mark Flanagan, the queen’s chef, will do his job for him this weekend. Not only will he have to create food that is festive enough for the anniversary, he will also have to take into account the nation’s changing taste buds and preferences. That’s why I made today’s cake, to help him out (along with any other party caterers). It’s a little update on the old coffee and walnut cake, but not so modern that grandma is left behind. It’s vegan (so most people will enjoy it) and more outward looking too. I used tahini, which makes for a luscious, silky whipped cream, and miso in the caramel to give the cake some character. I hope you like it, Marc.
Coffee, walnut and miso caramel cake
Don’t be put off by the ingredient list: this is a basic recipe, albeit one with several steps, and you can make some of the elements ahead of time and assemble the cake on the day. Tightly packed, the sponge will keep for a day, while the caramel and buttercream will keep for a few days in the fridge. An electric whisk would make light work of the buttercream, but you can also do it with a hand beater.
Preparation 15 minutes
Cook 1 hour 10 minutes
For the coffee sponge
500 grams of flour
325 g caster sugar
1 tbsp baking powder
1 tsp sodium bicarbonate
¼ tsp fine sea salt
60 g walnutsfinely sliced
160 ml olive oil
360 ml whole oat milk
1 tbsp apple cider vinegar
4 tablespoons instant coffee powder
For the buttercream
150 g vegan butterat room temperature
300 g icing sugar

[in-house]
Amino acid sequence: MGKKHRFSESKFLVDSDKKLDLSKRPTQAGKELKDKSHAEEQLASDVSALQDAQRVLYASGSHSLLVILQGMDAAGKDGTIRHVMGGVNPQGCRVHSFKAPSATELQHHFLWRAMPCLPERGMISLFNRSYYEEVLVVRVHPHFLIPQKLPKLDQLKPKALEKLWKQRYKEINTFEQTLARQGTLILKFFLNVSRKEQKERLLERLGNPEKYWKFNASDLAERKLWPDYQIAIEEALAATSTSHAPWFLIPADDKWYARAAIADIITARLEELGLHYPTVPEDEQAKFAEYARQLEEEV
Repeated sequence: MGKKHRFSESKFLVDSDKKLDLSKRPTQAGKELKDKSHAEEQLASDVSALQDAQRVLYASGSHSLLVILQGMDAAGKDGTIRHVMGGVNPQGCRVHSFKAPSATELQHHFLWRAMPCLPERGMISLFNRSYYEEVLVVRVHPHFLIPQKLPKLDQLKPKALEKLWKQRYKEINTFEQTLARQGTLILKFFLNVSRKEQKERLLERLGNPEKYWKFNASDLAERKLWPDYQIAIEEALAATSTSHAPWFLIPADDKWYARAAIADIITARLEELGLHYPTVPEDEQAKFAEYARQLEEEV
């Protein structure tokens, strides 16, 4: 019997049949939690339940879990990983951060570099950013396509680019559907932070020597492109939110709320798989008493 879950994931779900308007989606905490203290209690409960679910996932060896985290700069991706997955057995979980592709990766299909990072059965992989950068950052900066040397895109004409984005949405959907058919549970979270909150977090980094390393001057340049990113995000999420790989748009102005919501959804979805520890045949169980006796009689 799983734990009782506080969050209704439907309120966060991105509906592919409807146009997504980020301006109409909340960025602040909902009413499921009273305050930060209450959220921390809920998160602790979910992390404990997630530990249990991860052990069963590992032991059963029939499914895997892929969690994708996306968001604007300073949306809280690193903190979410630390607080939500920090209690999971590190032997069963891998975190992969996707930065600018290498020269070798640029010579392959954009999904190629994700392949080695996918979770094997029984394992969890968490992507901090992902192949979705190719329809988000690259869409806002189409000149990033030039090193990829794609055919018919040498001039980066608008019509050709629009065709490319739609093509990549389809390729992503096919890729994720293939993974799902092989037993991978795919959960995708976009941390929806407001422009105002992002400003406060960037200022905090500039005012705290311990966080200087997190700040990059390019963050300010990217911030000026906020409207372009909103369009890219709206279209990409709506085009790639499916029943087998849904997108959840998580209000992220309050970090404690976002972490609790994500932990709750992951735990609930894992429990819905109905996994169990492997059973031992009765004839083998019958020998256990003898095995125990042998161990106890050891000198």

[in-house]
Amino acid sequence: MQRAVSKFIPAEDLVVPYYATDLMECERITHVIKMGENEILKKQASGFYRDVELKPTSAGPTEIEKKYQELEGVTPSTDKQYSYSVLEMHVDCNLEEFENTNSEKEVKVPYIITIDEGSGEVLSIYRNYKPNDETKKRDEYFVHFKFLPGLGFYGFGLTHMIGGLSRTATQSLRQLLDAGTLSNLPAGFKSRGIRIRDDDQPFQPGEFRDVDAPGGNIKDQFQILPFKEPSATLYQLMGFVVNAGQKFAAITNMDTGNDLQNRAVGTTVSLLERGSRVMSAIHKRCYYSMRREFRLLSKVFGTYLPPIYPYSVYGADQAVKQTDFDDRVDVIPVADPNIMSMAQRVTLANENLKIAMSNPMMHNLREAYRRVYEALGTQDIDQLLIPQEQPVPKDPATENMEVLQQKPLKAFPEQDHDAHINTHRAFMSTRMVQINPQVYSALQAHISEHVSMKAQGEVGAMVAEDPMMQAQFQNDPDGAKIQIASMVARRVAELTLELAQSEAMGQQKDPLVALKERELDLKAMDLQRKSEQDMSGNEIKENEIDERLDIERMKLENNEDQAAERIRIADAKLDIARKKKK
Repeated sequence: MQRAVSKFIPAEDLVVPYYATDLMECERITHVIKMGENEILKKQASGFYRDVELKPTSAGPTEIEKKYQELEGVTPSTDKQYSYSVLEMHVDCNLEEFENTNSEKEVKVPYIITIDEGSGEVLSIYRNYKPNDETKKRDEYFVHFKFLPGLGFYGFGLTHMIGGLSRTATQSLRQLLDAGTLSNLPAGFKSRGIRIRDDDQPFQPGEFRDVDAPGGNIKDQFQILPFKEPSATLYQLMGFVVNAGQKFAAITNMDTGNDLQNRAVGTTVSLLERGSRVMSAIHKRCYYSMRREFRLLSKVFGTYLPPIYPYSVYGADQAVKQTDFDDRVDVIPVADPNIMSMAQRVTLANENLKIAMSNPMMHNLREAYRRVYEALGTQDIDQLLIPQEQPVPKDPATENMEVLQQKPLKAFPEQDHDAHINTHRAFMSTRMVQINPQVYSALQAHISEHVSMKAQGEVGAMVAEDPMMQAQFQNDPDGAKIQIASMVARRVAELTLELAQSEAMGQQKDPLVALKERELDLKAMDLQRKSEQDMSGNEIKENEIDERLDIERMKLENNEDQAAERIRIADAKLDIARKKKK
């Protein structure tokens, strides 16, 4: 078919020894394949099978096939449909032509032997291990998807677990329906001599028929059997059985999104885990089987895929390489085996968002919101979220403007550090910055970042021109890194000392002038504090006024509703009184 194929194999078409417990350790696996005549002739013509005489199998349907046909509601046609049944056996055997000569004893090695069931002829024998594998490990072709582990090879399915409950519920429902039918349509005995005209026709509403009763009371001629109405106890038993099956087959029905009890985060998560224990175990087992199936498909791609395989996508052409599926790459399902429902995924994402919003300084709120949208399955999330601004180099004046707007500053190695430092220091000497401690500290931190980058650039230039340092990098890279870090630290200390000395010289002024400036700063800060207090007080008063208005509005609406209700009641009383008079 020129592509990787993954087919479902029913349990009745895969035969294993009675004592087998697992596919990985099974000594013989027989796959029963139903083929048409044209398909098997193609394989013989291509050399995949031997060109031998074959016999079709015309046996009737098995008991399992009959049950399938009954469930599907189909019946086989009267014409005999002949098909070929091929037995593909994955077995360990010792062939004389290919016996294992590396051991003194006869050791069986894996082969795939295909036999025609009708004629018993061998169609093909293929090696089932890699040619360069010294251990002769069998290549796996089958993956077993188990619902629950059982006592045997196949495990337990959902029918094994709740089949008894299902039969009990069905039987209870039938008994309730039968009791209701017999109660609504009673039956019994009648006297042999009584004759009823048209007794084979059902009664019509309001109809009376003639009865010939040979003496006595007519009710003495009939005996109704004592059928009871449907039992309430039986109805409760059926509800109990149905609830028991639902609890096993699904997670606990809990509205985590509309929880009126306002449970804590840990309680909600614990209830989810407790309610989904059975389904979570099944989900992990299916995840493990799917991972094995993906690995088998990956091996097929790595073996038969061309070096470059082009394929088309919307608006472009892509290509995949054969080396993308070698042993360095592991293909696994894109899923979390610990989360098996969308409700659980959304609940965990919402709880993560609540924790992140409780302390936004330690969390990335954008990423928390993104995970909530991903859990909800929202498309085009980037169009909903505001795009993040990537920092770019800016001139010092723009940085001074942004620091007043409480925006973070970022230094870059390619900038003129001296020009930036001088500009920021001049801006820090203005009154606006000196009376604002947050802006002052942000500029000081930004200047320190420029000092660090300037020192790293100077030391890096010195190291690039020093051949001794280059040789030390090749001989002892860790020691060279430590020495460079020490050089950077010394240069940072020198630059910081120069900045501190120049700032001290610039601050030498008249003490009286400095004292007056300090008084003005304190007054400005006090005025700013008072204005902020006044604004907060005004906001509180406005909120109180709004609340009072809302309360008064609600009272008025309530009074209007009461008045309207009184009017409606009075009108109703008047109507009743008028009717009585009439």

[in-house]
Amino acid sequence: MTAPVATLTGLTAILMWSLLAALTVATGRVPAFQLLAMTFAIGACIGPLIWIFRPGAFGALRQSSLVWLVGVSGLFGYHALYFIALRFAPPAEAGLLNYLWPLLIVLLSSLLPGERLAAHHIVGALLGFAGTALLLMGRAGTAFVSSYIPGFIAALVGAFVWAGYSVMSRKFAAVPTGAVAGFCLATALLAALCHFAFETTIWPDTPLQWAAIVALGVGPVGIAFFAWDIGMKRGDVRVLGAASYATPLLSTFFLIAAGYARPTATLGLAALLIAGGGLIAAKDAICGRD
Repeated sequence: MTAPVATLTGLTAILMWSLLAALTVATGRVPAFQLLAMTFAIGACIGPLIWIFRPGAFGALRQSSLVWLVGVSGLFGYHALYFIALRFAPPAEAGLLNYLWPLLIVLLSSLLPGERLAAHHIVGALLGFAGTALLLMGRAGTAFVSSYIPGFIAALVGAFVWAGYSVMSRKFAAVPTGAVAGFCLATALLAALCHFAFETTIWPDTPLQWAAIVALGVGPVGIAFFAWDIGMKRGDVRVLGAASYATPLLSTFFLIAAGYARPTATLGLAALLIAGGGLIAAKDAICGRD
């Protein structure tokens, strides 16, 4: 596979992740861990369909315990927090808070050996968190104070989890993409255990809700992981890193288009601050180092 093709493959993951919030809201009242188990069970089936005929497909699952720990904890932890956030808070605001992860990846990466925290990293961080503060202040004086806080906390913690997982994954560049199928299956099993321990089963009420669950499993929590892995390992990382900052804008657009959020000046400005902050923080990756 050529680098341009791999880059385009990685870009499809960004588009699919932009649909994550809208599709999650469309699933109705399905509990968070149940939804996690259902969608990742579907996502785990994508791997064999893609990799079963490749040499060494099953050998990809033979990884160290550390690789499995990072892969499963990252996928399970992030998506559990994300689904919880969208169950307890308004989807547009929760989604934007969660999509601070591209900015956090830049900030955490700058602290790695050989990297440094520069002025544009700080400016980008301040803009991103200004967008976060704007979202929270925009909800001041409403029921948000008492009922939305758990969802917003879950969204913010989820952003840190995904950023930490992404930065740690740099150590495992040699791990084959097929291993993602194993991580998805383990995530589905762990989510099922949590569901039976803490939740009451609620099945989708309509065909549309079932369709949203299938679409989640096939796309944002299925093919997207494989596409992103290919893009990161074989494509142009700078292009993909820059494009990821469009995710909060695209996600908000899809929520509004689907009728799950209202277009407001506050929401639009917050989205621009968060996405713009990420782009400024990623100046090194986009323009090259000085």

1 tbsp instant coffee powder
For the miso caramel
150 g caster sugar
50 g vegan butterat room temperature, cut into cubes
1 tbsp white shiro miso
3 tbsp whole oat milk
A pinch of fine sea salt
For the topping
250 ml vegan whipped cream – I love Oatly’s Whippable Creamy Oat
2 tbsp icing sugar
3 tbsp light tahini
50 g walnutsfinely sliced
Grease two 23cm cake tins, line and preheat oven to 200C (180C Fan)/390F/Gas 6.
To make the cake batter, place the flour, sugar, baking powder, bicarb, salt, and walnuts in a large bowl and stir to combine. In a second large bowl, combine the oil, milk, vinegar and coffee powder.
Make a well in the center of the dry ingredients, pour in the wet bit by bit and mix with a spoon until smooth. Divide the batter between the two baking pans and bake for 30 minutes, or until a skewer comes out clean. Remove and let cool.
To make the buttercream, beat the sugar, butter and coffee powder with an electric whisk (or beat with a hand whisk) until light and fluffy and set aside.
To make the miso caramel, place the sugar and two tablespoons of cold water in a small saucepan over medium heat and stir gently to dissolve the sugar – the mixture will bubble and begin to color slowly. After about five minutes, when it turns from pale gold to golden syrup, remove from heat and immediately, but gently, whisk in the butter, miso and oat milk. The mix will bubble aggressively at first, but will wear off after a minute. Once settled, let it cool for a few minutes, then whisk in a pinch of sea salt and set aside.
Just before you’re ready to assemble the cake, whip the cream to soft peaks, then add the sugar and tahini and beat to stiff peaks (note: they won’t be as stiff as milk cream peaks).
Once the sponges have cooled completely, assemble the cake. Place a sponge on a serving plate, spread the buttercream just below the outer rim and place the second sponge on top. Apply the cream to the top of the cake, then pour the miso caramel over it (if it has set, heat very gently to loosen). Finally, sprinkle over the chopped nuts, slice and serve.